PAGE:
Involvement of ESDU

Since 1970 the ESDU Performance Committee has issued a number of Data Items on aircraft tyre braking and drag forces and by 1997 had acquired significant experience in modelling braking performance on both aircraft and ground-test machines operating on wet runways. This led to an invitation to assist in the analysis of the test data produced by JWRFMP. In addition to using those data, a feature of the task was to seek to exploit the significant body of test data that had been accumulated over the previous forty years so as to enable the derivation of a mathematical model applicable to the widest possible range of operating conditions.

In addition, work has continued at ESDU to refine and develop the scope of the modelling. Research is still in progress, with particular emphasis on runway drainage and the effect of runway texture on planing.


Mathematical modelling

There are two elements into which the analytical work and the resulting mathematical model naturally separate.

  • First, there are retarding forces due to the tyre rolling and the additional drag that arises from the effects of a significant layer of contaminant. Note that separate treatments are needed for fluids (water or slush) and particulates (loose snow).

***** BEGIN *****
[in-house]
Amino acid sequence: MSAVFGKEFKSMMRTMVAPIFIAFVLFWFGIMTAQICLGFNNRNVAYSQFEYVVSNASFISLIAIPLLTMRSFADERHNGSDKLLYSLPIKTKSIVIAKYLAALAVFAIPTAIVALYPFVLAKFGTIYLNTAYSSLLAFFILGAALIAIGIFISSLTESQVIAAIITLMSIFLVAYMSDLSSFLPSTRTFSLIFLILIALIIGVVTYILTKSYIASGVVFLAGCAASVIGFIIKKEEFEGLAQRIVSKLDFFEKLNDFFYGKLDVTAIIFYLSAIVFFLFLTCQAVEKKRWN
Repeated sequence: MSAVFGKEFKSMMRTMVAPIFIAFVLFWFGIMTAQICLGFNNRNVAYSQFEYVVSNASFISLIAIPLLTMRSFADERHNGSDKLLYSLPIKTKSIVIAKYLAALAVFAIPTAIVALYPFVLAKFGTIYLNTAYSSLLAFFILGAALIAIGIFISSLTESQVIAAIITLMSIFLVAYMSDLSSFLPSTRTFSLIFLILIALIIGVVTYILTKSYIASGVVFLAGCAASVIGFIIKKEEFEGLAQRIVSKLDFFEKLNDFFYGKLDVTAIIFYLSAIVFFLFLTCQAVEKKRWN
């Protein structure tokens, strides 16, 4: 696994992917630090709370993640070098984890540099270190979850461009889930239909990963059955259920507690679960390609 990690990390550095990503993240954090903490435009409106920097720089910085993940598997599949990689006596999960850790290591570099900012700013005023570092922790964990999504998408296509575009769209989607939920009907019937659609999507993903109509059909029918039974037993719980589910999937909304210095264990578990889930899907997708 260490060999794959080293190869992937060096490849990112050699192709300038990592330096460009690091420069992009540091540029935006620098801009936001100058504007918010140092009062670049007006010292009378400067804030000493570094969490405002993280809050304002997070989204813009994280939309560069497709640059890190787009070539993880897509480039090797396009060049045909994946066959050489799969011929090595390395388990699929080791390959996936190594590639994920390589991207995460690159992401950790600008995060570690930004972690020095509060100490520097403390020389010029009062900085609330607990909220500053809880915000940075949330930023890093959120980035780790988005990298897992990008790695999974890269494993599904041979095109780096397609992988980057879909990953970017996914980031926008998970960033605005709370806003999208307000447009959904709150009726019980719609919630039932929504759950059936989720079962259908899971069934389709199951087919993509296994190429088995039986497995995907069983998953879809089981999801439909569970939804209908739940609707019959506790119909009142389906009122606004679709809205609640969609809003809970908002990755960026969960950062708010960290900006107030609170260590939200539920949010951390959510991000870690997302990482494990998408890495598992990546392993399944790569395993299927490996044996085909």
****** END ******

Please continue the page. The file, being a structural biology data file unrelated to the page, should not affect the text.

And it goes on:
• Then there are braking forces generated between tyre and surface. Initially dry surfaces are considered and the effects of contamination are built from that base. Note that separate treatments are needed for water, ice and compacted snow.

The relevant, separate elements can be combined, as necessary, to cope with a range of circumstances. One example considered here is braking in deep snow.

Aircraft braking in loose snow

This case demonstrates the effectiveness of the prediction method well. A Boeing 737-100 with idling engines was braked on a runway covered in six inches of loose snow. The braking-friction/snow-drag model has been coupled with the aerodynamic model for the aircraft, to show the relative sizes of all the major contributions to longitudinal accelerometer reading.